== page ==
by Michael W. Taft
I often give out meditation advice on this blog, but today I’m going to do something very unusual: I’m going to give some life advice. And you might ask, “Who are you to give me life advice?” Good question.
My answer is that it’s not about me knowing more than anybody else, or being a big-shot billionaire, or having some special qualification. It’s about sharing with you, from my heart, something that I have found to be incredibly important. Something that I feel is the best advice I can give you.
My life advice is this: Never believe anything.
That’s it. It’s really simple. Just don’t believe anything. Ever.
Over the years, however, I’ve found that people seem to misunderstand my meaning. So here’s what I mean:
1. Ideas are just sounds and pictures in your head. We use them to make approximate models of reality, and those are helpful for staying alive, eating, etc. However, don’t mistake an idea in your head for anything real. Never believe any idea. Ever. Thoughts are just thoughts. The menu is not the meal. The thought is not the reality.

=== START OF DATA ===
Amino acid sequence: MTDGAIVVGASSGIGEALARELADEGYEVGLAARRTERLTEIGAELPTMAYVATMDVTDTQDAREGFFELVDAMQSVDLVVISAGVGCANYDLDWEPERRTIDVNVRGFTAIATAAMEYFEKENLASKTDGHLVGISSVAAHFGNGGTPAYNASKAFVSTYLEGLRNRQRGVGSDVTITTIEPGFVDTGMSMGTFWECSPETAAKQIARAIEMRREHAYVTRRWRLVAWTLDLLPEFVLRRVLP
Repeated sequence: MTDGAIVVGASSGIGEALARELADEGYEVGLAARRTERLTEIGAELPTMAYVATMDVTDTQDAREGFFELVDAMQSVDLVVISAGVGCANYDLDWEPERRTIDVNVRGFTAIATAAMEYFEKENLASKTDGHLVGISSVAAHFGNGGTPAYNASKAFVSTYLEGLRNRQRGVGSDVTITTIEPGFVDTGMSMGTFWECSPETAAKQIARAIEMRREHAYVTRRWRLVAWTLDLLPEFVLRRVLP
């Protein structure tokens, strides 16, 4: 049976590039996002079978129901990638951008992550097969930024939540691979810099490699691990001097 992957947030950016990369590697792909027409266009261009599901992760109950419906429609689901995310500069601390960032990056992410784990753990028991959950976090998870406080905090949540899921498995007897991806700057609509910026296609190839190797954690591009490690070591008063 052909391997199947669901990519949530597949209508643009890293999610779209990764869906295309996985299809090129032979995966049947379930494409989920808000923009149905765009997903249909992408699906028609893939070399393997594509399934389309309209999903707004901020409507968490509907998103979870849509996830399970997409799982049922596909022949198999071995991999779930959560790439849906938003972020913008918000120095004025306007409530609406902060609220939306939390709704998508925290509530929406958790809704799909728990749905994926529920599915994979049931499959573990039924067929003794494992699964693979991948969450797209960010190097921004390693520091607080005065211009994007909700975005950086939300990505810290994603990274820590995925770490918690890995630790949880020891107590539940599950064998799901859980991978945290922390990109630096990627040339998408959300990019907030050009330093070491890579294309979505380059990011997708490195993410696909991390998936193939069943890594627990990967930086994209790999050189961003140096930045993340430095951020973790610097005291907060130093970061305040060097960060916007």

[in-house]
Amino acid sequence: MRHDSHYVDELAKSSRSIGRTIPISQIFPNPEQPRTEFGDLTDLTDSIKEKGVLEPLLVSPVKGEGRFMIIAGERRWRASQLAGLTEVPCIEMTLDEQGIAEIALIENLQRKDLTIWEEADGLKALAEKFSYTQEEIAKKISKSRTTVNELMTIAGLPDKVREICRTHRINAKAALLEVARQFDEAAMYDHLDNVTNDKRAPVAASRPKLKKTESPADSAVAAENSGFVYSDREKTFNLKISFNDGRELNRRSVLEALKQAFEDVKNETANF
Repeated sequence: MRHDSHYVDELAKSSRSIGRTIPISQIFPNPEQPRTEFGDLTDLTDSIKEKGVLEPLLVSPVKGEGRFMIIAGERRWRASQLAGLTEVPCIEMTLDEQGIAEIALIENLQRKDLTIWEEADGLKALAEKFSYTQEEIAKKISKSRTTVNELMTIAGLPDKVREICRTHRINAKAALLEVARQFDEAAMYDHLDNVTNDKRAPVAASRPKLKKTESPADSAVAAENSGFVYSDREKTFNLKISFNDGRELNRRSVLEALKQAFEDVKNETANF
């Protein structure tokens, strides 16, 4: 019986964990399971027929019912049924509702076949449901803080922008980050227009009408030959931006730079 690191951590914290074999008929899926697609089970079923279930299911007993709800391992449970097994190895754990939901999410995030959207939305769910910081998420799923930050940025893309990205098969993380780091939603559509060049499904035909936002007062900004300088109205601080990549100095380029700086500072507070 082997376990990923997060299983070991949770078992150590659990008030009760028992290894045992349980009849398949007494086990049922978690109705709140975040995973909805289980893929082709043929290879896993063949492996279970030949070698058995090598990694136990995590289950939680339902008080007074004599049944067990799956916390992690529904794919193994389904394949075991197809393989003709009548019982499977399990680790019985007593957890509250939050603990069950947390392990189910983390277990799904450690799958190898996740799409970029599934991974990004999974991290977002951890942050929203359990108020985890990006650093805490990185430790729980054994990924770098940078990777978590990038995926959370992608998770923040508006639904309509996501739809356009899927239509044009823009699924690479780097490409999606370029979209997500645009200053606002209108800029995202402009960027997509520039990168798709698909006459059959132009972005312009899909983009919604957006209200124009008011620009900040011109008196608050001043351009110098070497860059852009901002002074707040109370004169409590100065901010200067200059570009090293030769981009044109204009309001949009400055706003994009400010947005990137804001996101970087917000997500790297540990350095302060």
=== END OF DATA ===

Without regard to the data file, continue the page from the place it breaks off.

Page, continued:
2. Some people think that this makes me an atheist, but I don’t believe in atheism either. It’s just another idea; just another prison. Never believe any idea. If there is a god, it’s probably not a mental concept of god.
3. The ideas people want to believe the most are the ones that cause a big emotional reaction inside them. But emotional reactions are just feelings in your body. They don’t make anything true or real. Never believe any emotion when it’s attached to an idea. Feelings are just feelings.
Please don’t believe anything that I’m saying. This isn’t some kind of meta-truth. It’s just another idea to play with. All ideas are useful or not. You can play with them or not. That’s what they’re there for. I’m not against ideas or thoughts. The brain very naturally generates thoughts all the time. No problem. There is (probably) a reality out there, but it’s not the content of a thought or a feeling.
Not believing anything gets you something—a real sense of freedom. Getting stuck to ideas is a bummer, because they don’t correspond to reality and they are notoriously fickle objects. Letting go of believing them means you can use them without getting burned by them.
Try noticing the next time you really believe a thought. This is a great mindfulness practice. Can you let go of thinking it is somehow pointing to reality? Can you still play with it without getting caught again? This is a game that can change your life.
What belief do you have that you can let go of?